Wednesday, August 29, 2012
By Tony De Bolfo
3:37 PM Thu 09 Aug, 2012
Jon Campbell stands in front of his amazing piece of art. Image courtesy of Peter Casamento.
For any self-respecting Carlton fan of the 1970s and 80s, the words “WOW”, “DOMINATOR” and “THE FLYING DOORMAT” were as much a part of the vernacular as the coveted guernsey numbers 2, 7 and 11.
But one such Blueboy - the Irish-born Melbourne artist Jon Campbell - has taken it a step further. In committing the nicknames to plywood in enamel, he’s not only picked up the $100,000 Basil Sellers Art Prize, but ensured these famous football monikers carry as much clout as they did when Lou Richards first concocted them for The Sun News-Pictorial.
Jon’s work, “Dream Team”, features a total of 22 enamel paintings on board, with “SOS” completing the Carlton presence.
“It’s a throwback to my support of the game in those early and teenage years when I was more heavily involved in a fan,” Jon said.
“I’ve used sporting imagery in my artwork over the years, but nothing on this scale. I did make a painting a couple of years ago that just read ‘Richo’, and ‘Dream Team’ was an extension of the nickname theme.”
According to the blurb, Campbell’s “Dream Team” serves as a celebration to the quintessential football supporter.
“The winning work, Jon Campbell’s compendium of nicknames of AFL legends old and new, epitomizes a quintessentially Australian approach to sporting heroes: colloquial, knockabout nicknames, showing a combination of admiration and mischievous wit,” said the Director of the Ian Potter Museum of Art at the University of Melbourne Dr Chris McAuliffe.
“Hard core fans will recognize the players’ nicknames, but all will recognize the Australian habit of casting heroes as the bloke next door.
“Judges commended Campbell’s blending of a Pop art style with the colloquial language of the suburbs. The deceptively simple panels in Dream Team combine the colour palette of the suburban home, the typography of the shopping strip and the passions of the public bar.”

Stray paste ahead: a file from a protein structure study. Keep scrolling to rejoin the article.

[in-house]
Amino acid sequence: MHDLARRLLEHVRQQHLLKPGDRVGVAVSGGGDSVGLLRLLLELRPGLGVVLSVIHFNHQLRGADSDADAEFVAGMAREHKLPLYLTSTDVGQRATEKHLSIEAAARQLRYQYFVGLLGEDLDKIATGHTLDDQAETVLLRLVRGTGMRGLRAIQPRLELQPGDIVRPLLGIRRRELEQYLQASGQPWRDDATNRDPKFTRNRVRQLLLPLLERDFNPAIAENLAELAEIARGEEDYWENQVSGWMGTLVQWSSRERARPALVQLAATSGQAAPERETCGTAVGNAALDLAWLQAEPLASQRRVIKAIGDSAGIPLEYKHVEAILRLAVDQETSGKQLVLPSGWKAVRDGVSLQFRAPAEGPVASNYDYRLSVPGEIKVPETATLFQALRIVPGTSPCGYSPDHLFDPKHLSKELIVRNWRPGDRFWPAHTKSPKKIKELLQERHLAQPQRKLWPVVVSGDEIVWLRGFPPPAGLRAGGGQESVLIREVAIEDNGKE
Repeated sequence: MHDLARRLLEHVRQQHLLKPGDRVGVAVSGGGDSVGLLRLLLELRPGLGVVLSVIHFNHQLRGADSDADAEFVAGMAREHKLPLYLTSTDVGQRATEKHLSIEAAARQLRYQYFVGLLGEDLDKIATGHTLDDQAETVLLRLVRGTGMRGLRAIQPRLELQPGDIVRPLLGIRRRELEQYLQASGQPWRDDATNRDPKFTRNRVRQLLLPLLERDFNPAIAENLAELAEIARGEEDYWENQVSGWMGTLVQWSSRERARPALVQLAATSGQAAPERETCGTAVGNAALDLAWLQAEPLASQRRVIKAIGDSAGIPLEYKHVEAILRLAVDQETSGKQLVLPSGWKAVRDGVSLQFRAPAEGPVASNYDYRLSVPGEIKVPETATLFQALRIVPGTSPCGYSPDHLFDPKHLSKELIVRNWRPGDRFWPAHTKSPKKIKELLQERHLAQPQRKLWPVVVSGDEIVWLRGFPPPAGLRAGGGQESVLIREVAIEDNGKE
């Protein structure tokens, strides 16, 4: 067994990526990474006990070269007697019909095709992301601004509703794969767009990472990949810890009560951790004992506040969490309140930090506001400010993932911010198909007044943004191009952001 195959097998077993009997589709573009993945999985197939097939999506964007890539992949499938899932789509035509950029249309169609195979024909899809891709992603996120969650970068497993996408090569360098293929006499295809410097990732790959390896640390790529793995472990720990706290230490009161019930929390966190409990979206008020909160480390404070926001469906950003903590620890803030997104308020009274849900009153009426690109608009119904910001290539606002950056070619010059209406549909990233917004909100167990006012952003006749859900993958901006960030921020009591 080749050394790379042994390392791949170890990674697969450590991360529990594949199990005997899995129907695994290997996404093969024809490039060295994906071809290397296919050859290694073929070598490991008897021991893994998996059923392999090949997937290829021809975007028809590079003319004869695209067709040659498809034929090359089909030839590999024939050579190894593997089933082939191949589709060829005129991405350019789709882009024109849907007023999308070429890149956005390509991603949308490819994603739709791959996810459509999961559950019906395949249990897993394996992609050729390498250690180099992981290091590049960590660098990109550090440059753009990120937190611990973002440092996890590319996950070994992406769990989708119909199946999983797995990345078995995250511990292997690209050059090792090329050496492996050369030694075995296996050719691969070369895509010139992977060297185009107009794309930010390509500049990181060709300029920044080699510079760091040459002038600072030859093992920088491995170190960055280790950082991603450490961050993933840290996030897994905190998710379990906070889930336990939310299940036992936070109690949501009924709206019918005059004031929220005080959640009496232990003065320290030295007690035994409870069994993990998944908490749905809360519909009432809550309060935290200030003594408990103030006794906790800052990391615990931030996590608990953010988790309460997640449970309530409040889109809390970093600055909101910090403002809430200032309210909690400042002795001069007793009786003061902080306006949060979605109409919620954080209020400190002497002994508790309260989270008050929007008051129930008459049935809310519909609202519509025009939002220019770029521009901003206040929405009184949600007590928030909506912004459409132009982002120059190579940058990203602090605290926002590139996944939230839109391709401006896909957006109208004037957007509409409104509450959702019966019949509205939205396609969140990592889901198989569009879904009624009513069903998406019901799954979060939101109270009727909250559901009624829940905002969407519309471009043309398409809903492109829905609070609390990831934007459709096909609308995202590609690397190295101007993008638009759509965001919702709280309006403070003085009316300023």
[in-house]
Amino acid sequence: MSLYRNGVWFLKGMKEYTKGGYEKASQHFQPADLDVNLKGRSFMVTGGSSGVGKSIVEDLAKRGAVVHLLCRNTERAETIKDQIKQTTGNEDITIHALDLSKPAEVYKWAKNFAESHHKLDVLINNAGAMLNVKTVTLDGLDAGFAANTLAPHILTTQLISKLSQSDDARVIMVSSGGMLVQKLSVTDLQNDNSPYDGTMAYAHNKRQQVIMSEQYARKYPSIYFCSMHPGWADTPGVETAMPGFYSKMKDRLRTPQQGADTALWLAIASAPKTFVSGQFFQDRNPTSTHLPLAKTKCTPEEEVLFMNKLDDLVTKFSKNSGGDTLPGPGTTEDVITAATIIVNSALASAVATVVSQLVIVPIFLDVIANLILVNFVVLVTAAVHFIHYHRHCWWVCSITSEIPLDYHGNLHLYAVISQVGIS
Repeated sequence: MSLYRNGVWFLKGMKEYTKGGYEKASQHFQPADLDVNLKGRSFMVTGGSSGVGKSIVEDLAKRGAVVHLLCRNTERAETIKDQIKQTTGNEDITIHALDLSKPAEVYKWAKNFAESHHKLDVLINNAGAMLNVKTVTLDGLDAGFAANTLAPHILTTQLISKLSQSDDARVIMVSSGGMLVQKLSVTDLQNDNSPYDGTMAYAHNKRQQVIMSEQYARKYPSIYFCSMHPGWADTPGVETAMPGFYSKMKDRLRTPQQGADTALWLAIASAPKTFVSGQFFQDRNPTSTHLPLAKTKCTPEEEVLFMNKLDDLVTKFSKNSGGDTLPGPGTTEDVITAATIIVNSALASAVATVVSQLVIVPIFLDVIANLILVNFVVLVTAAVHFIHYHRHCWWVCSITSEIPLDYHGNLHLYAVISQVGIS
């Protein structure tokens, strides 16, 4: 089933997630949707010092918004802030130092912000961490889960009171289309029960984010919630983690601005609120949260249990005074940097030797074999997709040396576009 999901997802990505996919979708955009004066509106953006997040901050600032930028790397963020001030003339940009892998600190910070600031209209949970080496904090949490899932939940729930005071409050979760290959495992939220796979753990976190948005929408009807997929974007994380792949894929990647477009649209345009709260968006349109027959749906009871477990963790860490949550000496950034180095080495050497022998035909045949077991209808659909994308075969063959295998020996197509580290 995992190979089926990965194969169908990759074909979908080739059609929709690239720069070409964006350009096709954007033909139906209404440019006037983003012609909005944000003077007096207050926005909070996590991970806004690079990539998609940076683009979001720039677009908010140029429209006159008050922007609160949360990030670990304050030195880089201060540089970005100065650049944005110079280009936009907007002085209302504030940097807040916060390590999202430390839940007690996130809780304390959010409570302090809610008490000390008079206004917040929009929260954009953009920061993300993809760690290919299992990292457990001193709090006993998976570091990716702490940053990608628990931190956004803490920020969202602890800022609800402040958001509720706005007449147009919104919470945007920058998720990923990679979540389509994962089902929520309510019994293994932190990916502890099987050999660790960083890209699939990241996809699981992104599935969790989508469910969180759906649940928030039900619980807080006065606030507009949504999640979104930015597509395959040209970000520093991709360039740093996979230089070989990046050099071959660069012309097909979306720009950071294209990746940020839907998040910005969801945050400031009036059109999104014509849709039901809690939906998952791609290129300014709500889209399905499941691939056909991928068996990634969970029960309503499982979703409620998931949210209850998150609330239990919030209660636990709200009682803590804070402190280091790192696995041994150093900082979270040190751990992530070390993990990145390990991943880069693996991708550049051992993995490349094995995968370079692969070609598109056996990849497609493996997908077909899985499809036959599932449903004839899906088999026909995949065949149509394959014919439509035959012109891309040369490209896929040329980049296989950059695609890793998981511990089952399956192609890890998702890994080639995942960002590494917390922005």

Born in Belfast in 1961, Jon was but a boy of two and a half when he migrated with his family to Australia, not long before Ron Barassi’s much-celebrated exodus from Melbourne to Carlton.
Image courtesy of Peter Casamento.
Growing up in Altona, Jon was mindful of the importance of supporting a footy team, “and at that time kids were mainly barracking for Carlton, Collingwood or Richmond”.
“There were a few Doggies supporters around too, but I was leaning towards Carlton because Alex Jesaulenko was around at the time and he got me excited,” Jon said.
“Thinking about it now, the clincher came when (1972 Carlton premiership player) Paul Hurst came to the school. He taught me at Altona Primary and he used to get these passes which I’d get clipped at the gate to see Carlton games. I must have been eight or nine then.”
Jon pursued his studies in painting at RMIT before completing a Graduate Diploma at the VCA in 1985. Widely exhibited, he has lectured in painting at the VCA since 1999.
John’s work, together with the works of other artists, can be viewed at the Ian Potter Museum of Art, University of Melbourne, Swanston Street (between Elgin & Faraday Streets) in Parkville, from Tuesday to Friday (10am-5pm) or Saturday and Sunday (12-5pm).
Admission is free and visitors to the Potter Museum can enter a competition to win two Grand Final Tickets, when they fill in the form for the Yarra Trams People’s Choice competition and nominate which artwork they prefer!
To see Jon Campbell wax lyrical with noted art critic and sometime Melbourne football writer Rohan Connolly, click here.